Day in History 14 April – Simone de Beauvoir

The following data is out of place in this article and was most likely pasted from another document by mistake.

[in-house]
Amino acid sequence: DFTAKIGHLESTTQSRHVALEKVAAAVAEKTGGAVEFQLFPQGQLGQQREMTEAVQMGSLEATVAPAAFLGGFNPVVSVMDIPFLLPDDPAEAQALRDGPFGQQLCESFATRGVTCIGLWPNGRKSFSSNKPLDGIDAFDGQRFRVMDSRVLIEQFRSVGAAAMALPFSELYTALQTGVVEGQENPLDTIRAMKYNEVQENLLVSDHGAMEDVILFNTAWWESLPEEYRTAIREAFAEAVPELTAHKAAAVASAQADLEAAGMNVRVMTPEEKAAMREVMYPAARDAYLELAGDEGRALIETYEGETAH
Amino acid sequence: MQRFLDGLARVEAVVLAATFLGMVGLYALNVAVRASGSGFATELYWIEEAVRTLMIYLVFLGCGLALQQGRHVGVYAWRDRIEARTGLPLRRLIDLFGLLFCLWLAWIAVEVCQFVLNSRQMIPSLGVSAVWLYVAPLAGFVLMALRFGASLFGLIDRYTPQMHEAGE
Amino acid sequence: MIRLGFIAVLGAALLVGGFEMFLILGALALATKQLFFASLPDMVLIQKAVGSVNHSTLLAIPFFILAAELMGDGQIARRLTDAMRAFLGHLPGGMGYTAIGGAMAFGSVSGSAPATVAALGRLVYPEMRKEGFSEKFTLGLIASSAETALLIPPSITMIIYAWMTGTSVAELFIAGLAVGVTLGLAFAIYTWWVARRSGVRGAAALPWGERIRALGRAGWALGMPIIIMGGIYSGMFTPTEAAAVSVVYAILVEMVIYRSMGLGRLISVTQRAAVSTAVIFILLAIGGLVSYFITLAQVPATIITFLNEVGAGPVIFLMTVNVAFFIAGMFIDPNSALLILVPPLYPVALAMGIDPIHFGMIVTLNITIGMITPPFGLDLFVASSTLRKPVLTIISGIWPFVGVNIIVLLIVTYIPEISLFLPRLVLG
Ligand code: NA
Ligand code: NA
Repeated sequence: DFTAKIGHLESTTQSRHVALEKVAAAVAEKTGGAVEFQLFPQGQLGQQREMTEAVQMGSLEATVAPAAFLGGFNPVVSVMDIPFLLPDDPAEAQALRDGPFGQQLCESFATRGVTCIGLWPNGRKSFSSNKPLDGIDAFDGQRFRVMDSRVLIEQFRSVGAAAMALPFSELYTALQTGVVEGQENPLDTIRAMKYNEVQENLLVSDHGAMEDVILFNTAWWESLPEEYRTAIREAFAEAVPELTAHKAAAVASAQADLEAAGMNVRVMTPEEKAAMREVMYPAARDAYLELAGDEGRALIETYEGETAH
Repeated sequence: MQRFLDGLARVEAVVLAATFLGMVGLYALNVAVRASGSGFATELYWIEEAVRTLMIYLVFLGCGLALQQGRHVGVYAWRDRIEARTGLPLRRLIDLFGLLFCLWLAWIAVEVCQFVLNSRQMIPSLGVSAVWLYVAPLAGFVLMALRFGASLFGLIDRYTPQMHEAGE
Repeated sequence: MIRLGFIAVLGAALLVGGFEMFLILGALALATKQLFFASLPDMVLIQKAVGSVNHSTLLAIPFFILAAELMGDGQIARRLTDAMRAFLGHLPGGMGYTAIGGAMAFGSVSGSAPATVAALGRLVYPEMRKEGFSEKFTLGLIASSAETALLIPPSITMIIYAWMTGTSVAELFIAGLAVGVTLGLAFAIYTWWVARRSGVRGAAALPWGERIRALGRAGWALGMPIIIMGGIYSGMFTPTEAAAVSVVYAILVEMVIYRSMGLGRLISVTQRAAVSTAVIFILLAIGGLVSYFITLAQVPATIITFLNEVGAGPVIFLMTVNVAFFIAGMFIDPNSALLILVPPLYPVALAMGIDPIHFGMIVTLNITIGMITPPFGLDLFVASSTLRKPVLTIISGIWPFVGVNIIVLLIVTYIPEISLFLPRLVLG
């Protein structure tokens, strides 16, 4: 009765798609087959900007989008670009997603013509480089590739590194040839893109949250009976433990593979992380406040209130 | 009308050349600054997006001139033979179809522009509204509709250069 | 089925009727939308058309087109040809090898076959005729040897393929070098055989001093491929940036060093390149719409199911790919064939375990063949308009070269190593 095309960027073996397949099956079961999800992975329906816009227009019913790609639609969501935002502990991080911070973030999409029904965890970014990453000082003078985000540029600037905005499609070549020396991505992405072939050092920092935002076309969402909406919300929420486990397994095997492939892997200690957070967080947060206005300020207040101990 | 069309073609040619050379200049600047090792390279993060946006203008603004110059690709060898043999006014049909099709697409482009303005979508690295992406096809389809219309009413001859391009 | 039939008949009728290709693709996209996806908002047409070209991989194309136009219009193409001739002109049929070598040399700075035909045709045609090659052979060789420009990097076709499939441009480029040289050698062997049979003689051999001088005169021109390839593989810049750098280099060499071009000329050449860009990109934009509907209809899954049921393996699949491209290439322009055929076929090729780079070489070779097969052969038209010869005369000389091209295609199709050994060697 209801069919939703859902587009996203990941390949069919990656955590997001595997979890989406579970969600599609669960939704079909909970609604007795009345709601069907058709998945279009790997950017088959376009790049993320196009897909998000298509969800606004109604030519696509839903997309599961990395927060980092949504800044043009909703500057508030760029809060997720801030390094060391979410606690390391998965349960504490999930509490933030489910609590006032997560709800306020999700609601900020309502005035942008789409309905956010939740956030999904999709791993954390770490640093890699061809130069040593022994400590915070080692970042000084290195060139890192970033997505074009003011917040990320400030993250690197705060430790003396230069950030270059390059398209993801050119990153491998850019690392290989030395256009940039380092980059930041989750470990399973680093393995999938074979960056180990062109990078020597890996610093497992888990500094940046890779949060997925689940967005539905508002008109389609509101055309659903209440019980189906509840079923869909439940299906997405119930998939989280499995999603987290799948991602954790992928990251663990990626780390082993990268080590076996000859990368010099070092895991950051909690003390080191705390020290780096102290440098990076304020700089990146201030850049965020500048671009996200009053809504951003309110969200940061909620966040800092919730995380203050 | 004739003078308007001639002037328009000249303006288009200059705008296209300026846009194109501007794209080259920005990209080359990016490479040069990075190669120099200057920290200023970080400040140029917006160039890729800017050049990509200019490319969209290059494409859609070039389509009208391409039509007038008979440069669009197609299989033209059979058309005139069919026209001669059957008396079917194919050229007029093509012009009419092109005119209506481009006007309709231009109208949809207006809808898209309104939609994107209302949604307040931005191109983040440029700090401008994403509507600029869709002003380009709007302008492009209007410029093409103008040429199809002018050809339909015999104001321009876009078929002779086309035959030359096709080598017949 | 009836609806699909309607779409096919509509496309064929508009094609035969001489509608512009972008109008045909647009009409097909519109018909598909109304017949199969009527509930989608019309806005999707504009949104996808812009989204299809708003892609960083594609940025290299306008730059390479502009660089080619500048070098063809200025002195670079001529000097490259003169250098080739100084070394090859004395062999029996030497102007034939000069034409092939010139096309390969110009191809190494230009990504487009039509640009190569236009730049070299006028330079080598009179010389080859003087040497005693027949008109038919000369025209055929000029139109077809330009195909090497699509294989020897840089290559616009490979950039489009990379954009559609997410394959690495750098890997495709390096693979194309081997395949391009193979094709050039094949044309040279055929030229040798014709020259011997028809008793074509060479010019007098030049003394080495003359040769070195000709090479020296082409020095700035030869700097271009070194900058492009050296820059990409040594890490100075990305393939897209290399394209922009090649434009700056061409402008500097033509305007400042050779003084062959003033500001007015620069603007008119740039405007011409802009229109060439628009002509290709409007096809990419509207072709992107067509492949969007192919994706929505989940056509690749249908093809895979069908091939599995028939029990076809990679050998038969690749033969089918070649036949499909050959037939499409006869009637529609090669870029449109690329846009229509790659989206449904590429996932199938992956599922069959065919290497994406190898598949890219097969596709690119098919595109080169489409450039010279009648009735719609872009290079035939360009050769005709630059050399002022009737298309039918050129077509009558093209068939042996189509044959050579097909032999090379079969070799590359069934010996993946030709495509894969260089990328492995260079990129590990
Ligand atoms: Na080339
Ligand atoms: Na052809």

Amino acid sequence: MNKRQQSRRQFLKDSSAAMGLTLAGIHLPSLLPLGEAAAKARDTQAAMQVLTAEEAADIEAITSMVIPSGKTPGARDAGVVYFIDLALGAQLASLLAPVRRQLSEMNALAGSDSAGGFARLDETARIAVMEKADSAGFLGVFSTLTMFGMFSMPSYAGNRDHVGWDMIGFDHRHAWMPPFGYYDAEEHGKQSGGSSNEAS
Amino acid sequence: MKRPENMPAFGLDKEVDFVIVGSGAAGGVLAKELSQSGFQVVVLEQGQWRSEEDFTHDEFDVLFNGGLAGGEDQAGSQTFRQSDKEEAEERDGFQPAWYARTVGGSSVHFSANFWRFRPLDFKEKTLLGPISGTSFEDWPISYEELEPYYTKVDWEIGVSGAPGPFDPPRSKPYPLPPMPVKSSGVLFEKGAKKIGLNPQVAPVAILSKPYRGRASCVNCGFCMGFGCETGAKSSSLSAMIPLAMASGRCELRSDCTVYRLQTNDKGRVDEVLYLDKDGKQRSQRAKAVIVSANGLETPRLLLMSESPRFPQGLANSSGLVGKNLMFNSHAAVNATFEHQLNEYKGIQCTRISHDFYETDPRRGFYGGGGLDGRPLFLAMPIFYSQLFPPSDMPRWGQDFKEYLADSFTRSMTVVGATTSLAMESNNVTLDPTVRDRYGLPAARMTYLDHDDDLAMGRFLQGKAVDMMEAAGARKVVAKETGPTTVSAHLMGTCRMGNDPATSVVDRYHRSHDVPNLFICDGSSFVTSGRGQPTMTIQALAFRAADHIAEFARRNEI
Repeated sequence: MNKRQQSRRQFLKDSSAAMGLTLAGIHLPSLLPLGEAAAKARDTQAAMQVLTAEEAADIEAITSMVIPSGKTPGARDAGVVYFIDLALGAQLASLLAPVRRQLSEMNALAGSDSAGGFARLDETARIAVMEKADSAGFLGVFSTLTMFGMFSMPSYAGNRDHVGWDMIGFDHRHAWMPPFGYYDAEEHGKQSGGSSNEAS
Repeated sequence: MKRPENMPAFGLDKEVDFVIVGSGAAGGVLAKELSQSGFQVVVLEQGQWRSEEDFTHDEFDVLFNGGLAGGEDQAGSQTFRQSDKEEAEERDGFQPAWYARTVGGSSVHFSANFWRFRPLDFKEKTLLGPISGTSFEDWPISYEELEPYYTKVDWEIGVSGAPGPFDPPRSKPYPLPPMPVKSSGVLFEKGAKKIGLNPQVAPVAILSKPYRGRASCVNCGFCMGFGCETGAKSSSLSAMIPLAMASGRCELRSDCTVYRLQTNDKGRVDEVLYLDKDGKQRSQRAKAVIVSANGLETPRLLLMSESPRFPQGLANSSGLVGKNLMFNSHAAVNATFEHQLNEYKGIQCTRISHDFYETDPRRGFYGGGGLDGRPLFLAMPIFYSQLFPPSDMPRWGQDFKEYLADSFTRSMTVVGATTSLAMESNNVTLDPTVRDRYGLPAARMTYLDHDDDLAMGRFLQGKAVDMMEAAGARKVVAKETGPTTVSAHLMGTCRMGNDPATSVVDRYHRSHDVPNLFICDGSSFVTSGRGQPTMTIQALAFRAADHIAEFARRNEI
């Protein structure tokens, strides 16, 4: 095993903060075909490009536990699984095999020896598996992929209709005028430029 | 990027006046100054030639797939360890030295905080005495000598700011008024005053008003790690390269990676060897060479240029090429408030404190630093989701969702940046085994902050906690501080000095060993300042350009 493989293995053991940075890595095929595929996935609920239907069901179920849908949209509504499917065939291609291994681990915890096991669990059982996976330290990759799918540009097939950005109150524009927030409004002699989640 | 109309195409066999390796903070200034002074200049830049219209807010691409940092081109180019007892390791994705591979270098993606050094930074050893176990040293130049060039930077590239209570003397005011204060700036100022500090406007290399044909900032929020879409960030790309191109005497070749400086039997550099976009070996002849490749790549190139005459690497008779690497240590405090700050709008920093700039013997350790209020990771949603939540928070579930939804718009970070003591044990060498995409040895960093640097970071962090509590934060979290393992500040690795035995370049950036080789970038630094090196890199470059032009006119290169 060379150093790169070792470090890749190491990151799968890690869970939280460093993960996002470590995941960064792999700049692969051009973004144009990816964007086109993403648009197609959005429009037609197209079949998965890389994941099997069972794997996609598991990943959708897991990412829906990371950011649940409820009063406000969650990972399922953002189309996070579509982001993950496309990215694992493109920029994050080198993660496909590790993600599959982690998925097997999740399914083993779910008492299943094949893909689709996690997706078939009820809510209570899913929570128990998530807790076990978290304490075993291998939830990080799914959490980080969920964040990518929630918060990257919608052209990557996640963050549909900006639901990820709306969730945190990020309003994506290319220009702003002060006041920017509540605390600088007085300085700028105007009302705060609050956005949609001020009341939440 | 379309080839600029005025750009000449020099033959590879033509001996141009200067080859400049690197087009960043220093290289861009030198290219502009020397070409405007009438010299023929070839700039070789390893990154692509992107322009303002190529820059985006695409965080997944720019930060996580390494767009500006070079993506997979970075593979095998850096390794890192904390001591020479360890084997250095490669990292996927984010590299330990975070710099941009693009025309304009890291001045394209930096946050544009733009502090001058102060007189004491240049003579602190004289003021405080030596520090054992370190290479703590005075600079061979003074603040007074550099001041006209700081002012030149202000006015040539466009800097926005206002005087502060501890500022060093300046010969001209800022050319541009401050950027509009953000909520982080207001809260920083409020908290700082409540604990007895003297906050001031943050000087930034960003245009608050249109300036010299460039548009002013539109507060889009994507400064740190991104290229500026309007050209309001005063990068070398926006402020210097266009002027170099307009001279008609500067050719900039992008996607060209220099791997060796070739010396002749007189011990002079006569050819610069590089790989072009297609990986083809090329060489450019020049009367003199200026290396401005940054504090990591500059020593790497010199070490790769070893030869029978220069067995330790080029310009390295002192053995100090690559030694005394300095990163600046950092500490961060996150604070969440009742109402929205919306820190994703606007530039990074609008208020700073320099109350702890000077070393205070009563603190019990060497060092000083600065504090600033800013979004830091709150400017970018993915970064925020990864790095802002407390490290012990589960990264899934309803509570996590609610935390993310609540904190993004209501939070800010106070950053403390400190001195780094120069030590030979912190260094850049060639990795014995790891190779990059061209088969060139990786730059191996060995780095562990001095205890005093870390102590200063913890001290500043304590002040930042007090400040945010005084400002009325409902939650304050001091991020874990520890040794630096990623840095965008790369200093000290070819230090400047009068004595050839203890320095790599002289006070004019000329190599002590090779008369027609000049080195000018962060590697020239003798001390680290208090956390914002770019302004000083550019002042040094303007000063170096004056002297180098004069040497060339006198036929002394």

On this day in 1986, existentialist philosopher, public intellectual, social theorist and author, Simone de Beauvoir died of pneumonia in Paris at the age of 78.  Born Simone-Ernestine-Lucie-Marie Bertrand de Beauvoir on 9 January 1908 in Paris.  Perhaps best known for her metaphysical novels, including She Came to Stay (1943) and The Mandarins (1954), and for her treatise The Second Sex (1949).  Also noted for her lifelong polyamorous relationship with Jean-Paul Sartre.  Scholarly discussions have analyzed the influences of Beauvoir and Sartre on one another.  She is seen as having influenced Sartre’s masterpiece, Being and Nothingness.  Yet she wrote much on philosophy that is independent of Sartrean existentialism.  The Final Footprint – Beauvoir is interred with Sartre in the Cimetière du Montparnasse in Paris.  In 2006, the city of Paris commissioned architect Dietmar Feichtinger to design a footbridge solely for pedestrians and cyclists across the Seine River.  The bridge was named the Passerelle Simone-de-Beauvoir in her honor.  It leads to the new Bibliothèque nationale de France.  Other notable Final Footprints at Montparnasse include; Charles Baudelaire,  Samuel Beckett, Emmanuel Chabrier, Guy de Maupassant, Adah Isaac Menken, Camille Saint-Saëns, Jean-Paul Sartre, Jean Seberg, and Susan Sontag.

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